As people laughed and hugged and posed for group photos, the scene looked like a family reunion – and in a way, it was.
Stony Brook University Cancer Center’s 14th annual celebration of National Cancer Survivors Day was a happy gathering of those living with and beyond cancer, shared with their caregivers and the Cancer Center’s medical and support staff who have helped them during and after treatment. The event drew a crowd numbering nearly 800.
Yusuf A. Hannun, MD, Director of Stony Brook Cancer Center, welcomed the crowd and asked cancer survivors to stand for rousing applause and cheers. Dr. Hannun noted that the Cancer Center’s new home in the Medical and Research Translation (MART) building, to open in November, will double the Cancer Center’s space and significantly increase appointment capacity. He described how the MART will build on Stony Brook University’s longtime strengths, including research, cancer biology, genomics, informatics and imaging.
“We bring all of Stony Brook to bear on each and every one of the problems we encounter in cancer medicine,” he said.
Cancer survivor Ethan Zohn, the day’s invited speaker, shared his personal story. Zohn is a former professional soccer player, winner of the reality television show “Survivor Africa” and co-founder of the HIV/AIDS education and prevention program Grassroot Soccer. He was first diagnosed with Hodgkins lymphoma in 2009. After remission and then enduring a recurrence, today Zohn lives cancer-free.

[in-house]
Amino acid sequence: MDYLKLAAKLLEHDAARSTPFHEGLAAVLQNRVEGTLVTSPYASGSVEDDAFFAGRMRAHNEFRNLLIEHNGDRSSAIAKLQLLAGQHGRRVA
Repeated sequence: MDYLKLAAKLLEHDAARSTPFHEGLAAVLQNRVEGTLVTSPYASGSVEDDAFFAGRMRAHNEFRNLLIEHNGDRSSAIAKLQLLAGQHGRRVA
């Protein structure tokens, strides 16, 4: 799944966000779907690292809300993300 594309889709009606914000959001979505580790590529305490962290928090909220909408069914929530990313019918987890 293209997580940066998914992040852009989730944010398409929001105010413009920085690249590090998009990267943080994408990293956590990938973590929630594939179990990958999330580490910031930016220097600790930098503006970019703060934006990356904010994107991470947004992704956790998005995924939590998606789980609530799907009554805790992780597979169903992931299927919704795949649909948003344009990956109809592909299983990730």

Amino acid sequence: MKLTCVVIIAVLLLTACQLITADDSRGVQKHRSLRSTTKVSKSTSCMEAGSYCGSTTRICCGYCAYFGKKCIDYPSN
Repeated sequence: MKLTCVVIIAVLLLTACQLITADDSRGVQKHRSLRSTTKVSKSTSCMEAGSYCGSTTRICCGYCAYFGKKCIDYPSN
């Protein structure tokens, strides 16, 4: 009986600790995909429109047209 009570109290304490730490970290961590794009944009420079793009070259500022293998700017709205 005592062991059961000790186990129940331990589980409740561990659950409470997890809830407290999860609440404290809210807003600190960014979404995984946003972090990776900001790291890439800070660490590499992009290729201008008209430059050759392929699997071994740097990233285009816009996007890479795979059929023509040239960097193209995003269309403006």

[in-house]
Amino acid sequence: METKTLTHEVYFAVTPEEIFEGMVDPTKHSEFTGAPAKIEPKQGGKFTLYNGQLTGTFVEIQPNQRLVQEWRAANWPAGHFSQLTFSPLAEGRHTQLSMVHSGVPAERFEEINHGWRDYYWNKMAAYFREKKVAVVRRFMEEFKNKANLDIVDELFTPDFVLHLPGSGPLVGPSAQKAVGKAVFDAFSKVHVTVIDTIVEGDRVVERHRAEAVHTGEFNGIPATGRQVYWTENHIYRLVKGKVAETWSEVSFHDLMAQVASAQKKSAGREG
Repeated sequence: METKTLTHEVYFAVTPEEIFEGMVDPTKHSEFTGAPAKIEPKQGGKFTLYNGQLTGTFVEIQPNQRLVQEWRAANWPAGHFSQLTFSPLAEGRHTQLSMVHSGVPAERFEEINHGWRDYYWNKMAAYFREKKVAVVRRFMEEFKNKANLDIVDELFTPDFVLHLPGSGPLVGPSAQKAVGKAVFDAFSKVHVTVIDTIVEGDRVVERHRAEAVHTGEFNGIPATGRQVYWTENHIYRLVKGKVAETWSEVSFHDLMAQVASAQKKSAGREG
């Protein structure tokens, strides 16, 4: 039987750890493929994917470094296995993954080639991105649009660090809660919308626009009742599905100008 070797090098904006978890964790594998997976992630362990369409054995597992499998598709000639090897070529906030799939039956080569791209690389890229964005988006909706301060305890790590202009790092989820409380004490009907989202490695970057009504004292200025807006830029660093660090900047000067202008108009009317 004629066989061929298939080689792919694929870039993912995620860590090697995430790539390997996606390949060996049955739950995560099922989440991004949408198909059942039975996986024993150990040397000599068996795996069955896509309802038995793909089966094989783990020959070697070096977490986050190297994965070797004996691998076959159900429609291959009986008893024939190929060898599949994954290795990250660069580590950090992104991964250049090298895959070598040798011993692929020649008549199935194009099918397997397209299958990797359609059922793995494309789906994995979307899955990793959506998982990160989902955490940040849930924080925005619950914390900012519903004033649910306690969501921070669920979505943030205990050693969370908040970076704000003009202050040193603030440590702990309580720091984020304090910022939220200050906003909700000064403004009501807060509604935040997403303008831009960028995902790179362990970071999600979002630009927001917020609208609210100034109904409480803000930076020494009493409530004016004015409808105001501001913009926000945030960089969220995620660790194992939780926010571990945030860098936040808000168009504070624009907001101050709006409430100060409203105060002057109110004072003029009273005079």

“I was on top of the world, feeling happy and healthy, until a swollen lymph node popped out in my neck” and his cancer diagnosis followed, Zohn said. Though he was devastated, Zohn also found a new opportunity to spread his message of strength and hope to others.
“Don’t let a crisis go to waste,” he said. “It’s a chance to change the narrative, to tell your own story, to sing your own song.”
Sara Giglio, who was treated at the Cancer Center for breast cancer, spoke about her strategies for staying positive. Giglio was nicknamed “The Candy Lady” for bringing candy to her treatment appointments. She connected with her fellow patients by sharing the sweet treat. Posting her story on social media helped her feel a sense of community, Giglio said. Above all, she urged the audience not to give up.
“Cancer does not deﬁne me,” Giglio said. “Cancer has taken many things from me – my hair, my eyebrows, my eyelashes, time with my babies and family. But I won’t let cancer have control of me. I have control of my attitude, and you do too.”
Those who came to Survivors Day were ready for some lighthearted fun, including watching Stony Brook physicians take a dip in the ever-popular “Dunk-A-Doc” water tank.
“The kids love it, and I have to admit, I do too,” said pediatric oncologist Bob Parker, MD.
Radiation oncologist Craig Grossman, MD, PhD, also signed on. “I enjoy seeing my patients smile as they dunk me,” he said. “It’s a great way for us to interact outside of the hospital.”
Medical oncologist Roger Kerestes, MD, and orthopaedic oncology surgeon Fazel Kahn, MD, also volunteered to be dunked for the enjoyment of their patients and other guests.
Survivor Yvette Ceyhan watched the festivities and recalled when Stony Brook surgeon Thomas Bilfinger, MD, removed a malignant nodule from her lung.
“I’m a Brooklyn girl,” she said. “Yes, there’s a lot of wonderful hospitals in Brooklyn. But nobody treats you like Stony Brook – from the people who clean, to the people who bring your food, to the doctors and nurses.”
Holding balloons and enjoying ice cream in the spring sunshine, a crowd gathered to watch the Parade of Survivors. Triumphant in their victories over cancer, the survivors walked as the DJ played Elton John’s song “I’m Still Standing.” They linked arms and sang together, “Looking like a true survivor … I’m still standing.”
To view photos from the event, visit our Facebook album